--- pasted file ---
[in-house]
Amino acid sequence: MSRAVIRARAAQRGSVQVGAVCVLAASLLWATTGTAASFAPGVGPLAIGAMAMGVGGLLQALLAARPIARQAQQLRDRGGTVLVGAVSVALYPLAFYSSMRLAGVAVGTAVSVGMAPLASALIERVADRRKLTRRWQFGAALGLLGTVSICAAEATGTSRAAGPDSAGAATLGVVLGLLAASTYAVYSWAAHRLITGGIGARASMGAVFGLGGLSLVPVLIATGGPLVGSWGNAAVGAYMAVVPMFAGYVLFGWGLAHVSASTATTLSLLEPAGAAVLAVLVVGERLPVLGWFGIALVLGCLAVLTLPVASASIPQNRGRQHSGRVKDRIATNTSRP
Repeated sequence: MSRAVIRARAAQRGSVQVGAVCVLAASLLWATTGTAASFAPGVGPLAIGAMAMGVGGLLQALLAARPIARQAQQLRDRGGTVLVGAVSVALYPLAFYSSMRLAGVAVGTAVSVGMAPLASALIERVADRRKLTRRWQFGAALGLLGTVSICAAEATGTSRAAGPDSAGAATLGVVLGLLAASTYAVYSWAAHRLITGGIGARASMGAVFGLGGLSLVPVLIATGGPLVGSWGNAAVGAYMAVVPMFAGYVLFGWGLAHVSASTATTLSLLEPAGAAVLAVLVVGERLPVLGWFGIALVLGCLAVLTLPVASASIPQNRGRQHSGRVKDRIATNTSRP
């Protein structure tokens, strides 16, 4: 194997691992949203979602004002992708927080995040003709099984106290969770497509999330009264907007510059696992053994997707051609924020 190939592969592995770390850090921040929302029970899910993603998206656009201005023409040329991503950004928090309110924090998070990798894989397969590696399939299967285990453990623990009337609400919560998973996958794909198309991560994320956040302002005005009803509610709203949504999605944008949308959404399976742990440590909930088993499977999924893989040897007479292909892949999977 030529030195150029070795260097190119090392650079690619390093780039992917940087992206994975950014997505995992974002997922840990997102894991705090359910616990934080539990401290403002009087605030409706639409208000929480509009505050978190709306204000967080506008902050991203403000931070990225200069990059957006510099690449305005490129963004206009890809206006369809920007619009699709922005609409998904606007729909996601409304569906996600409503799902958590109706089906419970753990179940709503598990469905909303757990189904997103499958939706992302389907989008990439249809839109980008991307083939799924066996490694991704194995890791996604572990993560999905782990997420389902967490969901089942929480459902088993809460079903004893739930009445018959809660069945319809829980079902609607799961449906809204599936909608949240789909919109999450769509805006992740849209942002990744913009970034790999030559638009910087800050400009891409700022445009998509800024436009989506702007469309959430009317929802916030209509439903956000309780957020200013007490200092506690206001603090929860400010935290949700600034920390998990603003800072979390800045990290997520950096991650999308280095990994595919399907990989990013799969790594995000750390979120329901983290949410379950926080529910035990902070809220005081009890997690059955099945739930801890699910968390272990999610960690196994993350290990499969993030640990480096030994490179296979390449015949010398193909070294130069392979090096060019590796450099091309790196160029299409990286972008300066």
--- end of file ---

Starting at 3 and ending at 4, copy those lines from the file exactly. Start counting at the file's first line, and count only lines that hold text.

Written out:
Repeated sequence: MSRAVIRARAAQRGSVQVGAVCVLAASLLWATTGTAASFAPGVGPLAIGAMAMGVGGLLQALLAARPIARQAQQLRDRGGTVLVGAVSVALYPLAFYSSMRLAGVAVGTAVSVGMAPLASALIERVADRRKLTRRWQFGAALGLLGTVSICAAEATGTSRAAGPDSAGAATLGVVLGLLAASTYAVYSWAAHRLITGGIGARASMGAVFGLGGLSLVPVLIATGGPLVGSWGNAAVGAYMAVVPMFAGYVLFGWGLAHVSASTATTLSLLEPAGAAVLAVLVVGERLPVLGWFGIALVLGCLAVLTLPVASASIPQNRGRQHSGRVKDRIATNTSRP
């Protein structure tokens, strides 16, 4: 194997691992949203979602004002992708927080995040003709099984106290969770497509999330009264907007510059696992053994997707051609924020 190939592969592995770390850090921040929302029970899910993603998206656009201005023409040329991503950004928090309110924090998070990798894989397969590696399939299967285990453990623990009337609400919560998973996958794909198309991560994320956040302002005005009803509610709203949504999605944008949308959404399976742990440590909930088993499977999924893989040897007479292909892949999977 030529030195150029070795260097190119090392650079690619390093780039992917940087992206994975950014997505995992974002997922840990997102894991705090359910616990934080539990401290403002009087605030409706639409208000929480509009505050978190709306204000967080506008902050991203403000931070990225200069990059957006510099690449305005490129963004206009890809206006369809920007619009699709922005609409998904606007729909996601409304569906996600409503799902958590109706089906419970753990179940709503598990469905909303757990189904997103499958939706992302389907989008990439249809839109980008991307083939799924066996490694991704194995890791996604572990993560999905782990997420389902967490969901089942929480459902088993809460079903004893739930009445018959809660069945319809829980079902609607799961449906809204599936909608949240789909919109999450769509805006992740849209942002990744913009970034790999030559638009910087800050400009891409700022445009998509800024436009989506702007469309959430009317929802916030209509439903956000309780957020200013007490200092506690206001603090929860400010935290949700600034920390998990603003800072979390800045990290997520950096991650999308280095990994595919399907990989990013799969790594995000750390979120329901983290949410379950926080529910035990902070809220005081009890997690059955099945739930801890699910968390272990999610960690196994993350290990499969993030640990480096030994490179296979390449015949010398193909070294130069392979090096060019590796450099091309790196160029299409990286972008300066």